The six Gamma IV finalists are on the GDC expo floor for the next couple of days, and I’ve been trying these one-button beauties out to see what makes them so special.
Silent Skies by Spyeart aka Michael Todd uses a simple control mechanic. Flying a plane over a strange world, holding the button causes the vessel to fly in a anti-clockwise arc, while releasing the button turns clockwise. A combination of taps and good timing can send the plane roughly in a straight line.
There’s a few levels on show here, each with its own special theme – e.g. one sees you collecting stars, while another involves a bombing run. There’s also a final boss level. The mechanic works smoothly and makes for an enjoyable, if a little tame, experience.
Honeyslug’s Poto & Cabenga is a really interesting concept that sounds like it shouldn’t work, yet is pulled off wonderfully. When an alien rider is split up from his trusty steed, both must jump their way past a horde of enemies. Of course, both must also be controlled using one single button.
So it works like this – when the button is held down, one runs while the other walks, while the opposite happens when the button is not pressed. Also, when the button is initially hit, the guy jumps, then when the button is released, the horse jumps. Sounds incredibly confusing (and believe me, when I watched someone play it, I wondered how they were even managing it), but the enemies spawn in such a way that a pattern emerges which isn’t too difficult to keep to. Very clever stuff.
4Fourths is a 4-player team game, and is probably my favourite Gamma IV winner. Created by Mikengreg, two spaceships adorn the left and right edge of the screen, with a player controlling each (tapping the button boosts the ship up the screen, while releasing it lets the ship fall slowly down). The other two players control the guns, which are both facing into the centre of the level.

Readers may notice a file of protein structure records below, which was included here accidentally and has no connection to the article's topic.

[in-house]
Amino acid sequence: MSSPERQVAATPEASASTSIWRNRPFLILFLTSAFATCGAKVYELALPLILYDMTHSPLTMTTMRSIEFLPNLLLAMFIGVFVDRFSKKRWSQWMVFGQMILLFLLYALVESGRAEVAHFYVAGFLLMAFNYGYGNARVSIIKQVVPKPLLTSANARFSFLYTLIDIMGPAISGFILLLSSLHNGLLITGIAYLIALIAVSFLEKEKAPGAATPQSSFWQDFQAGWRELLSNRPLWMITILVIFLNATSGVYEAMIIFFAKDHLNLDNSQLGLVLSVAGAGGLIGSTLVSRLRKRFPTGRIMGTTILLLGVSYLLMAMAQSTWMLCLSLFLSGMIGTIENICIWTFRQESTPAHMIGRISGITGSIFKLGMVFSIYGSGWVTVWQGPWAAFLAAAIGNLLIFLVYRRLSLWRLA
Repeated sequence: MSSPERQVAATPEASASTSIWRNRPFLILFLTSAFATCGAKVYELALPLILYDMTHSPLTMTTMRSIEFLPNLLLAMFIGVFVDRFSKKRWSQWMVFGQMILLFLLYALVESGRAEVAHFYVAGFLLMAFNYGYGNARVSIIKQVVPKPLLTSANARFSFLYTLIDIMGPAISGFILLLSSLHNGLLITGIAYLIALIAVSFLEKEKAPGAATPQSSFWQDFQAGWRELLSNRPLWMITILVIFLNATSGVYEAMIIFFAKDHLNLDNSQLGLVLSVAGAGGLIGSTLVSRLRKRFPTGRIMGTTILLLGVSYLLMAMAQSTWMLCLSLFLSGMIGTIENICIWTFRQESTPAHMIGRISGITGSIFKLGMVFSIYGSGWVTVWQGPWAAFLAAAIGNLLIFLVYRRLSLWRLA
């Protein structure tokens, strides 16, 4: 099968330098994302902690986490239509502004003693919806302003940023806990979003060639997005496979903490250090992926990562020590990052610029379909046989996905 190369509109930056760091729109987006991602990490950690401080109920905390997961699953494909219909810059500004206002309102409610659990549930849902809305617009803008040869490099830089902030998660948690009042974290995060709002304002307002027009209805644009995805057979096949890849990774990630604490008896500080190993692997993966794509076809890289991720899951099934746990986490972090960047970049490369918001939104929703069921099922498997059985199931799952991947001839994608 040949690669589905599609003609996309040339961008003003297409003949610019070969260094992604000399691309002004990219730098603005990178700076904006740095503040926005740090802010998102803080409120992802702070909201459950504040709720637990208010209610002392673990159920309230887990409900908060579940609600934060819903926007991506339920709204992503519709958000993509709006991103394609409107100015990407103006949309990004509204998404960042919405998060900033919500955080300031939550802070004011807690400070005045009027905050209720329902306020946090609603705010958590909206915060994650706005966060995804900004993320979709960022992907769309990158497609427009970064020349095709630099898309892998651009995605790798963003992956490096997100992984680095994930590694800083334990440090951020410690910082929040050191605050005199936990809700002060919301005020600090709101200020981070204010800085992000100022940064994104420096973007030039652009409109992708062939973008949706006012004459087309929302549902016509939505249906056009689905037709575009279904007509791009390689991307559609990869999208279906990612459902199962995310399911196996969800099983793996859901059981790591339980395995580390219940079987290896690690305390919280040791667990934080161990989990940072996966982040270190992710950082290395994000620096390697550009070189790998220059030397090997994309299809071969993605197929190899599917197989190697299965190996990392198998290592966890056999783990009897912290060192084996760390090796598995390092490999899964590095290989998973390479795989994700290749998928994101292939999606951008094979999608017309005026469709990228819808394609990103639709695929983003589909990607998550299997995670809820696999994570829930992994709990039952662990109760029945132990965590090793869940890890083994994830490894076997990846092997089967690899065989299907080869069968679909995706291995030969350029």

Huge boss ships are then sent one by one down the centre of the screen, and the 4 players work together to take each out. Being on opposite sides of the action, it is possible to shoot your team-mates and kill them, so careful blasting is necessary. Of course, you’ll probably want to shoot your team-mates anyway since, let’s face it, killing each other is fun. Mikengreg are looking for someone to help them take the idea to the next stage, so if you’re a publisher-type person reading this – make this happen please.
B.U.T.T.O.N (Brutally Unfair Tactics Totally OK Now) is another multiplayer one-button experience, although it seems a rather strange choice for a winner. Tasks pop up on the screen, such as ‘Think of your favourite colour’ and ‘Take 5 steps back’, and each player must follow the rules correctly to win.
Each game inevitably ends with all 4 players rushing at the screen and bashing their (or other players’) buttons to succeed. It is good fun (I can imagine a small helping of alcohol would make it a party favourite), yet it’s not exactly what I would class as an ‘accessible’ game.
cactus’ GAMMA IV – THE GAME is trippy yet simple. Lines explode out from the centre of the screen, and each tap of the button causes the lines to change direction by 90degrees clockwise. The task is to smash into each of the squares around the screen and not bump into walls and the like.
It’s mesmerizing stuff, although once you realise that it’s possible to simply watch one corner of the screen it does pretty much become an extravagant game of Snake.
Finally, Steph Thirion’s Faraway features perhaps the most innovative one-button mechanic of the six winners. Players control a shooting star which is flying through space. Holding down the button causes the comet to use the nearest star as a centre of gravity, allowing it to orbit around, changing its direction and velocity.
The key is to find special areas in space when constellations can be produced. Once such an area is entered, the key is to loop around stars, connecting them up and creating as complex a constellation as possible. Better connections give more score and add time to your clock – running out of time ends the game. It’s a really gorgeous idea, although I was admittedly terrible at it.
So, these were the 6 winners chosen from over 150 submissions. If you’re down at GDC in San Francisco, they’ll all be available to play on the expo floor until Saturday evening. Well worth checking out.